Carbon neutrality - Tampere-talo

Carbon neutrality

The Tampere Hall property has been using renewable energy since 1 November 2019. This makes us Finland’s first carbon-neutral conference and concert centre. Using renewable energy in buildings is a key element in the pursuit of a fossil-free society.

The energy is supplied by the Tampereen Sähkölaitos utility company. The considerable investments made by the Sähkölaitos Group in increasing the use of renewable sources in energy production have contributed to achieving carbon neutrality in the property. The energy supplied by Sähkölaitos is generated locally in Tampere and the surrounding region. In addition, Tampere Hall uses energy generated by its own solar power plants.

Our steps towards a carbon-neutral property

1990 Operation of Tampere Hall begins

1991 Awakening to heat consumption, adjustment of automatics and air condition

1992 Tampere Hall and AIPC challenge congress halls to join in environmental programmes. Tampere Hall is the first congress hall in the world to build its own environmental programme.

2000-2006 Renewal of building automation and control, complementary building and modernisation

2007 Energy efficiency contract with the city of Tampere and ministry of economy and employment of Finland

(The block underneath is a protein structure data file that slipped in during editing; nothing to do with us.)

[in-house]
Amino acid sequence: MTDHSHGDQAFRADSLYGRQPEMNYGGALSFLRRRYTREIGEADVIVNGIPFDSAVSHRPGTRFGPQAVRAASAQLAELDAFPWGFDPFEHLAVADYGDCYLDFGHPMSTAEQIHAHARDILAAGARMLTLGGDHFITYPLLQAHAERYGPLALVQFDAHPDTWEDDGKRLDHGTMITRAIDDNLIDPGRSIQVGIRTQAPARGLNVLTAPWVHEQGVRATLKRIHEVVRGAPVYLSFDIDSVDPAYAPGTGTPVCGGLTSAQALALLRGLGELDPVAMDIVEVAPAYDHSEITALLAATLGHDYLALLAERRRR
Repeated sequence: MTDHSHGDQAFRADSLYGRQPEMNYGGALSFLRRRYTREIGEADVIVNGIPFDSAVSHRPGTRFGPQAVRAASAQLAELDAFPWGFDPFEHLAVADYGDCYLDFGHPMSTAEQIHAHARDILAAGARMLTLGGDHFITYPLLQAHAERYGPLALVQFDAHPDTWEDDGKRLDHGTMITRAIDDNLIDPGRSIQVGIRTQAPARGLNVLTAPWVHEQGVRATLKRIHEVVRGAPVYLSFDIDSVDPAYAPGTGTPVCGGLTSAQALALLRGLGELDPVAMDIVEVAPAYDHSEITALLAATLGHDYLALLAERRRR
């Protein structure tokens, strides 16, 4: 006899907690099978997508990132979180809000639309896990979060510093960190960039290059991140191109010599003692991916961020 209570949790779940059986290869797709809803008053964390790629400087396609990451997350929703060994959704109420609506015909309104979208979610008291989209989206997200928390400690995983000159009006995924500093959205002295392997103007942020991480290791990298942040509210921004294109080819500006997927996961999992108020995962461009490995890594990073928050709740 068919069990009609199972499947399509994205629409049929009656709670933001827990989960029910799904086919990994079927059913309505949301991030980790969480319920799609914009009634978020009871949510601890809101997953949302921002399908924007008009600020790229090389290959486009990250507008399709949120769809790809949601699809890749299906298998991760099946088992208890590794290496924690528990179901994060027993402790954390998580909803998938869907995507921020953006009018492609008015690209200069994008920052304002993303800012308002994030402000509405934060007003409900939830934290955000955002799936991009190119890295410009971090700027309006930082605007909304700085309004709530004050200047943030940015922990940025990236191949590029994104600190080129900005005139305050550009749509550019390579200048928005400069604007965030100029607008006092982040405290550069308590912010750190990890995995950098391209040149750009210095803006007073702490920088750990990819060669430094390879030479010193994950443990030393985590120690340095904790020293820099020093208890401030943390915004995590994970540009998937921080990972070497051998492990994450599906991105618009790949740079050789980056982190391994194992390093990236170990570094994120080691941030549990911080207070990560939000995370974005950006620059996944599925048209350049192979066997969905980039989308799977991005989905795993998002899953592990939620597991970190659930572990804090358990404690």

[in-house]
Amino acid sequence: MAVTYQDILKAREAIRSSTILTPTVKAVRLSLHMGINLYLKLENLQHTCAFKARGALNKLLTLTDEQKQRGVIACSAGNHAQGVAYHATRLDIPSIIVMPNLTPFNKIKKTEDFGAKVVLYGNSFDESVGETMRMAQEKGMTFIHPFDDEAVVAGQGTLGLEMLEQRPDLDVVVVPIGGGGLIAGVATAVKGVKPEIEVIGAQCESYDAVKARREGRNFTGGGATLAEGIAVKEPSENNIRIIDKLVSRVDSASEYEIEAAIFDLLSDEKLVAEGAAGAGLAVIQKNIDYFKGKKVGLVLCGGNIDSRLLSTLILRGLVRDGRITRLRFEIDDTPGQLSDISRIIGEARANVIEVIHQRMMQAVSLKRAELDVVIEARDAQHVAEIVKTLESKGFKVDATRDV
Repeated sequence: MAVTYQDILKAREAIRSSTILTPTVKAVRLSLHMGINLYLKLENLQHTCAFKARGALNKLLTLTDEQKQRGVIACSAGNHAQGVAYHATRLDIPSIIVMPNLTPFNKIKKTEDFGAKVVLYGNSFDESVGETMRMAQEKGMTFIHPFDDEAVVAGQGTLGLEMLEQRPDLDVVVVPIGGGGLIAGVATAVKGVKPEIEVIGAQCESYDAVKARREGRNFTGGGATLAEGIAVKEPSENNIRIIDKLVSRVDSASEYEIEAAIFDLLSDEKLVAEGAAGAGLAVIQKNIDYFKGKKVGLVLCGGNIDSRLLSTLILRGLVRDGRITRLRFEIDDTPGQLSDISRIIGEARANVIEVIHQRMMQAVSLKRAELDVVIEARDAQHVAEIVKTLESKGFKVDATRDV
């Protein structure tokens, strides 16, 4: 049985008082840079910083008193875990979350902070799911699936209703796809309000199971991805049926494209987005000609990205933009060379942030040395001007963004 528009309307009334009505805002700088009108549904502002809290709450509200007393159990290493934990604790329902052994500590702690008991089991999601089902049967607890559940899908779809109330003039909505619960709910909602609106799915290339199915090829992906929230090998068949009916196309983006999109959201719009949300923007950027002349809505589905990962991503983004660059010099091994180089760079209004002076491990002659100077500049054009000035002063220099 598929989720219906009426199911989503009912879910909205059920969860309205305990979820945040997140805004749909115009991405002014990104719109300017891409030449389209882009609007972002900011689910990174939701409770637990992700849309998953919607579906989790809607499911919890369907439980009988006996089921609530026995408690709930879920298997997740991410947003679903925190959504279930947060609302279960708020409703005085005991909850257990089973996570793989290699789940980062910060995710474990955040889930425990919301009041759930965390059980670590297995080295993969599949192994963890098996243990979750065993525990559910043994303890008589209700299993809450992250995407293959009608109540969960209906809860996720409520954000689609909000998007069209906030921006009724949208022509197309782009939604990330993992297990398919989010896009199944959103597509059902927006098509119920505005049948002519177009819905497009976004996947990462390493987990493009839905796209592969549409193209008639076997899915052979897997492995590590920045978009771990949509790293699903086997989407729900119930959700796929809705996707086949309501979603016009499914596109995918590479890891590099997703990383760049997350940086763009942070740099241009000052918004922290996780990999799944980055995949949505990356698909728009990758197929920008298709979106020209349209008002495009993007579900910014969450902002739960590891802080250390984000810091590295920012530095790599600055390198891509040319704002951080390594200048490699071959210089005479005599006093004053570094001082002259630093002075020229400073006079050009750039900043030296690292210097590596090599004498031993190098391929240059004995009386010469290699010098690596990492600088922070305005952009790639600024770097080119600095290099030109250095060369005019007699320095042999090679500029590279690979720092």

2010 Renewal of automation system’s energy efficiency

2011 Carbon footprint calculation model for congress hall operation

2012 Declaration of sustainable development alongside congress industry

2012 Local electricity from Tammerkoski rapids

2012-2019 Installation of roof sheets to neutralise nitrogen oxides

2013 Renewal of technical devices to minimise energy consumption

2014 Tampere Hall is the first congress hall in the Nordics to receive Nordic Ecolabel

2015 District cooling from Näsijärvi lake

2017-2019 Implementation of Tampere Hall’s own solar power plant, led lights to the venues

2019 Local heat energy by whole tree chips, energy classification of the property E->C

2019 Carbon neutral city-block in Tampere – Tampere Hall and the Courtyard by Marriott Tampere City hotel

Achieving carbon neutrality was a significant milestone for us, but not a goal, so the work continues

2020 The trunk water line DC valve to improve water saving

2021 The expansion of the solar power plant is completed. Altogether 514 photovoltaic panels on the roof of the building

Buildings account for nearly 40 per cent of all energy consumed in Finland and generate more than 30 per cent of the emissions. Reducing emissions generated by the built-up environment is an essential factor in making Finland a carbon-neutral country. The city of Tampere aims to be carbon-neutral by 2030. This objective is supported by the city’s budget, which will include climate budgeting. Tampere will be the first municipality in Finland to implement this form of budgeting.